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Determination of the Thermal Noise Limit of Graphene Biotransistors

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Department of Physics, Linfield College, McMinnville, Oregon 97128, United States
Department of Physics, Oregon State University, Corvallis, Oregon 97331, United States
§ Kavli Institute at Cornell for Nanoscale Science, Cornell University, Ithaca, New York 14853, United States
Cite this: Nano Lett. 2015, 15, 8, 5404–5407
Publication Date (Web):July 15, 2015
https://doi.org/10.1021/acs.nanolett.5b01788
Copyright © 2015 American Chemical Society

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    Abstract

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    To determine the thermal noise limit of graphene biotransistors, we have measured the complex impedance between the basal plane of single-layer graphene and an aqueous electrolyte. The impedance is dominated by an imaginary component but has a finite real component. Invoking the fluctuation–dissipation theorem, we determine the power spectral density of thermally driven voltage fluctuations at the graphene/electrolyte interface. The fluctuations have 1/fp dependence, with p = 0.75–0.85, and the magnitude of fluctuations scales inversely with area. Our results explain noise spectra previously measured in liquid-gated suspended graphene devices and provide realistic targets for future device performance.

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    Supporting Information

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    Control experiments to determine parasitic capacitance. Quantum capacitance of single-layer graphene. Z(f) for devices of different area. Phase angle as a function of gate voltage. Source-drain current fluctuations caused by liquid-gate Johnson noise compared to fluctuations caused by channel-resistance Johnson noise. The Supporting Information is available free of charge on the ACS Publications website at DOI: 10.1021/acs.nanolett.5b01788.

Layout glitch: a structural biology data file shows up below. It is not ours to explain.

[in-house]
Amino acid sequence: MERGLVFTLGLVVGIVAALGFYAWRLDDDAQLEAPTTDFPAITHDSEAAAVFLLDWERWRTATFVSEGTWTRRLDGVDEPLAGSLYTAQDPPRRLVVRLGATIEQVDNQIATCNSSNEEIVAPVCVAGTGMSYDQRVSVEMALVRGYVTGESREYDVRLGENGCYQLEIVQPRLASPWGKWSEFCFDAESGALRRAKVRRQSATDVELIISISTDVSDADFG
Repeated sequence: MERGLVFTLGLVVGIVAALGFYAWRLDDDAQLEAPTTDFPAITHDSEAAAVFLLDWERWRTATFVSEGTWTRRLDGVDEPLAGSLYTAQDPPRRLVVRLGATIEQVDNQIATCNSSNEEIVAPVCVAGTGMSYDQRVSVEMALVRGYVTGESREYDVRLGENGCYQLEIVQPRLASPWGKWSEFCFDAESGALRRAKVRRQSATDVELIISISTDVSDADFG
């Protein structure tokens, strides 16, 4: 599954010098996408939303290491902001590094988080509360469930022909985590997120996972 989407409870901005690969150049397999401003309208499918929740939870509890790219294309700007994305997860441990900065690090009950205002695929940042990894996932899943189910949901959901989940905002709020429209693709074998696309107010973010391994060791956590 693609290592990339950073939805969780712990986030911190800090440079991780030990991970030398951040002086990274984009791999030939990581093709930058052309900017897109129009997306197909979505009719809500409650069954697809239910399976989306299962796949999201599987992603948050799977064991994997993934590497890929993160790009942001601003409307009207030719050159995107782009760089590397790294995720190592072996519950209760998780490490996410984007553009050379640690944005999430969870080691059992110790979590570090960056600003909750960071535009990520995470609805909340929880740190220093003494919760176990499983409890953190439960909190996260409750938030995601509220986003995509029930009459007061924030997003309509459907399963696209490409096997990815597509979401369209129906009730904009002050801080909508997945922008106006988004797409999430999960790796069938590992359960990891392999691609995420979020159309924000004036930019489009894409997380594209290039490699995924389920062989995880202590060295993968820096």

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    Cited By

    This article is cited by 7 publications.

    1. Morgan A. Brown, Michael S. Crosser, Agatha C. Ulibarri, Carly V. Fengel, Ethan D. Minot. Hall Effect Measurements of the Double-Layer Capacitance of the Graphene–Electrolyte Interface. The Journal of Physical Chemistry C 2019, 123 (37) , 22706-22710. https://doi.org/10.1021/acs.jpcc.9b03935
    2. Alison J. Downard, Anna K. Farquhar, Paula A. Brooksby. Measuring the Capacitance at Few- and Many-Layered Graphene Electrodes in Aqueous Acidic Solutions. The Journal of Physical Chemistry C 2018, 122 (11) , 6103-6108. https://doi.org/10.1021/acs.jpcc.7b12493
    3. Da Zhang, Paul Solomon, Shi-Li Zhang, and Zhen Zhang . Correlation of Low-Frequency Noise to the Dynamic Properties of the Sensing Surface in Electrolytes. ACS Sensors 2017, 2 (8) , 1160-1166. https://doi.org/10.1021/acssensors.7b00285
    4. Mykola Fomin, Lara Jorde, Florian Steinbach, Changjiang You, Carola Meyer. Liquid‐Gated Graphene Field‐Effect Transistors for Biosensing on Lipid Monolayers. physica status solidi (b) 2023, 111 https://doi.org/10.1002/pssb.202300324
    5. Dmitry Kireev, Silke Seyock, Mathis Ernst, Vanessa Maybeck, Bernhard Wolfrum, Andreas Offenhäusser. Versatile Flexible Graphene Multielectrode Arrays. Biosensors 2017, 7 (4) , 1. https://doi.org/10.3390/bios7010001
    6. Dmitry Kireev, Silke Seyock, Johannes Lewen, Vanessa Maybeck, Bernhard Wolfrum, Andreas Offenhäusser. Graphene Multielectrode Arrays as a Versatile Tool for Extracellular Measurements. Advanced Healthcare Materials 2017, 6 (12) https://doi.org/10.1002/adhm.201601433
    7. Jinglei Ping, A. T. Charlie Johnson. Quantifying the intrinsic surface charge density and charge-transfer resistance of the graphene-solution interface through bias-free low-level charge measurement. Applied Physics Letters 2016, 109 (1) https://doi.org/10.1063/1.4955404

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